I don't have too many inspirations in the world, but there's been one person who's been my biggest inspiration for as long as I could remember: Justin Timberlake.
I don't know what it is, but I've always admired the idea of this man who accesses every expression of themselves with a sort of fearless ambition. And Justin Timberlake is a powerhouse with tech investments, platinum albums and an accomplished acting career to tow. But when he announced the surprise release of his highly-anticipated third album, he only solidified the notion for me. So I had to see him in person this go-around for he was, indeed, my biggest inspiration in the world.
A week before the release of his new album at the time, it was announced that he would be performing everyday for a week on Late Night With Jimmy Fallon. I couldn't believe it. I was going to be able to make my dream a reality. So instead of going home for the break, I decided to go to New York City after finishing my midterms. And what I gained from this experience was nothing like I could've ever expected.
Now, how these late-night talk shows typically work is that they're usually shot in the late afternoon with tickets being first-come, first-serve, thus, the reason why I arrived on a very cold Thursday midnight to be admitted to Friday's taping. I eventually did get tickets to the show, sat in an aisle seat, and received a high five from Justin after an epic performance of the History of Rap Four. It all happened so quickly that I couldn't even comprehend what had just occurred.
A couple of hours after what seemed to be an outer-body experience, I decided to go to an evening performance of The Book of Mormons on Broadway and here's where things got even more surreal. While I was in Will Call to pick up tickets for the show, I noticed a man in what I remembered to be a casual, black trench coat step out of a taxi cab in front of the show's theater. Who was it? Could it be? No, I thought. But yes, it was!
If not only a different environment, this was certainly a different Justin to me. Partly because he was with his wife and I was no longer a part of a subdued studio audience. This was now the real world. And he was walking towards me.
In this very moment, it all started coming back to me for some reason: that awkward phase during my younger years when I had cornrows and wanted to beatbox just like the lead singer of *NSYNC; the man who inspired me to live beyond my dreams with his clever retort -- "A billion dollars" -- in my favorite movie of all-time, The Social Network. I mean, this was Dylan Harper. This was the first man I ever saw Punk'd and my favorite person to host Saturday Night Live. This was my idol and, for the first time in what seemed like a passive experience earlier, he was right there standing in front of me.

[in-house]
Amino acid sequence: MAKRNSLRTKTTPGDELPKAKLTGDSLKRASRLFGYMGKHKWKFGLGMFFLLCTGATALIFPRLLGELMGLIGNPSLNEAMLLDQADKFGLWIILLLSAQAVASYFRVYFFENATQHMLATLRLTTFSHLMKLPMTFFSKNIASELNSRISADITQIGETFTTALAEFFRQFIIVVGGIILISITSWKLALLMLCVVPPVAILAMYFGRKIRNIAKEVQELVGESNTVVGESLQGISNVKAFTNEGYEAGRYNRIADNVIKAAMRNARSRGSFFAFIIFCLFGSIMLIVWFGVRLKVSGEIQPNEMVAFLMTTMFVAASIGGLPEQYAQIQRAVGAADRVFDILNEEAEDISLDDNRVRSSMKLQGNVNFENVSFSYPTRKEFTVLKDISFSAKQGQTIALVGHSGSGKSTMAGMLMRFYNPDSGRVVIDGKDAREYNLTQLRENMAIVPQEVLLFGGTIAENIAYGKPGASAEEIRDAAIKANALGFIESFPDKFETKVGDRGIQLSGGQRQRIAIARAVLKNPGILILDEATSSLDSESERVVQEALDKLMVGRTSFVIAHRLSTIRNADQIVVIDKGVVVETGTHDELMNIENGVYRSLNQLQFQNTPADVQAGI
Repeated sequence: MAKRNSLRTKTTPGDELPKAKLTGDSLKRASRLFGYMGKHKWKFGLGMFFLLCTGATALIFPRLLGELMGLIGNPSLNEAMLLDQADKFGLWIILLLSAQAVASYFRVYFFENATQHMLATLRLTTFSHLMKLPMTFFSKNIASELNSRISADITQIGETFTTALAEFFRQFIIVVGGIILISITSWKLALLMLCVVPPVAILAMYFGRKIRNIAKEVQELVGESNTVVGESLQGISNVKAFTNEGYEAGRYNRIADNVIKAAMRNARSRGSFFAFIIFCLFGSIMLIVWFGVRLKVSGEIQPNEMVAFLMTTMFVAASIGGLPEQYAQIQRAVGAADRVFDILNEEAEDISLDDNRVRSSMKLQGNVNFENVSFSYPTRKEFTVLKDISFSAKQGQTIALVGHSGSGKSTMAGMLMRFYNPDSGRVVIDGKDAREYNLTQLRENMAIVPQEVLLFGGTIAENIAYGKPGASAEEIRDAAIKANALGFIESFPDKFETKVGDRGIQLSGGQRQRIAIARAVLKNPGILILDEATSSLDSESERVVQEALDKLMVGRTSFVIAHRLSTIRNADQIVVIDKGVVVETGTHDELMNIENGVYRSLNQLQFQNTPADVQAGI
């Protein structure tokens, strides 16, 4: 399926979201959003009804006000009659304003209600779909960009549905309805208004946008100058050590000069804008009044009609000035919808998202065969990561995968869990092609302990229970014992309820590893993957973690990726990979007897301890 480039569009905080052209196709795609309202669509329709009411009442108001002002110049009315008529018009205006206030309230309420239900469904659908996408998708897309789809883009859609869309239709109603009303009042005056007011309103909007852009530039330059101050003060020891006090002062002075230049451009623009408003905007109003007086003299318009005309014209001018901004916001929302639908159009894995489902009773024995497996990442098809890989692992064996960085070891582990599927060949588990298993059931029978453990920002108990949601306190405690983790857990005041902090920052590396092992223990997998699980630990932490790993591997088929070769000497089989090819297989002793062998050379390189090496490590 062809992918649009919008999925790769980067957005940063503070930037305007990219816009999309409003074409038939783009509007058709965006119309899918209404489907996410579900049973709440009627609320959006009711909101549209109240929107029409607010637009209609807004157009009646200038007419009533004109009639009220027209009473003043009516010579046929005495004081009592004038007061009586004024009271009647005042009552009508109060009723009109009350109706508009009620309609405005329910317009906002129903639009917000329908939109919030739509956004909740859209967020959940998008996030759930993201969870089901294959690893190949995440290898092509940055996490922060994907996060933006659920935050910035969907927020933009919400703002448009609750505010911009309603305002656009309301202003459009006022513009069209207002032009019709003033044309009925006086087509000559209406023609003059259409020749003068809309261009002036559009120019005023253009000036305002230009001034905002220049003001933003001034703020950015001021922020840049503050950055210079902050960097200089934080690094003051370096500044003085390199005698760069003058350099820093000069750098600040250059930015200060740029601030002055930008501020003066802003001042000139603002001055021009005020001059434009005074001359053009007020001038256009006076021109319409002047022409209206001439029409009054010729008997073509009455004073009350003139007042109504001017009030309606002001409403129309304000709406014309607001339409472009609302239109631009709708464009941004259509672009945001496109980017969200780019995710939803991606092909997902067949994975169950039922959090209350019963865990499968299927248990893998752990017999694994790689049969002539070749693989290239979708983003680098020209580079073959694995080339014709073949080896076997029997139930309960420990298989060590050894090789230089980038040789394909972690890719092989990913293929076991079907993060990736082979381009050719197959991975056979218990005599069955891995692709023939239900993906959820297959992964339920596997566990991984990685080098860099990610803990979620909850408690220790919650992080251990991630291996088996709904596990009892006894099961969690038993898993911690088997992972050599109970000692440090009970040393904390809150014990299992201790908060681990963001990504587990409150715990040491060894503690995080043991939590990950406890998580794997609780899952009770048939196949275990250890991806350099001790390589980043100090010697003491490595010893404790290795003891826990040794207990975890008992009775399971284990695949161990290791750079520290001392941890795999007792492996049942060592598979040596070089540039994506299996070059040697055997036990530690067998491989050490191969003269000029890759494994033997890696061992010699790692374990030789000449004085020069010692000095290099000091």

As he approached the entrance to the theater, he looked at me with a sort of familiarity from the earlier taping (though doubtful in recent reflection). I still couldn't believe this was happening.
But, what did I do as he shuffled with the masses to fill the theater still maintaining a shifting glance? What did I do during this window in time when he was standing a mere inch away from me? What did I do in the moment that I could've said how much he meant to me after all these years?
I unabashedly turned away in a sort of clumsy nervousness.
I didn't say a thing. I never tried to tell him how much he'd inspired me over the past decade. Or even attempt to give him a one-word critique of his "unbelievable" performance earlier on Fallon. No. I simply turned my back on 18 years of words that I've always wanted to say -- never expressing one. I'd missed a once-in-a-lifetime opportunity and during my trek back to the Port Authority, I continued to think about what this experience had truly taught me.
When I returned to my dorm room later that night, I was in a different mindset because I didn't at all regret what had happened. Strange, but I knew that those unspoken words would soon lead to a yearning to be better in my own life. And oddly enough, the words that were left unsaid went into the drive of something else. Something that really did change how I live my life -- forever.
Now, the reason that I'm telling this story is not to at all boast about this unforgettable experience, but to speak of the lesson from the inspiring moment. We've all had it. When our parents surprised us with an unexpected left-turn to go get ice cream on those car rides home from school. Or the time that our teacher inspired us by validating our dreams in suggesting that we audition for a talent show. Whatever it was, there's a certain surge of power that we get like the youthful jolt of energy on Christmas morning. This idea that our wildest dreams can happen at any moment and great things can truly come out of the unexpected.
I never want to lose that feeling.
Hope and optimism are the guiding factors to my life now -- as it should be for everyone. Justin not only taught me this, but drove the idea home in those New York moments. The consistency in his altruism, drive and dynamic career, unlike other artists, has never let me down. And it's really okay to be yourself and express your ambitions to the world, which I've learned through his own life. It only makes us better.
So, as I continue listen to the best-selling album of 2013 (yes, it's his), I think about what an incredible year it's been thanks largely to Justin's inspirational value. And even more so at 19-years-old, I now know that incredible things can happen at any moment. You just have to believe. And with that, I thank Mr. Timberlake.
Tywan Wade is currently a sophomore at George Washington University in Washington, DC. Read more about him in Impossible Dreams: The Story of Discovering My Superpowers.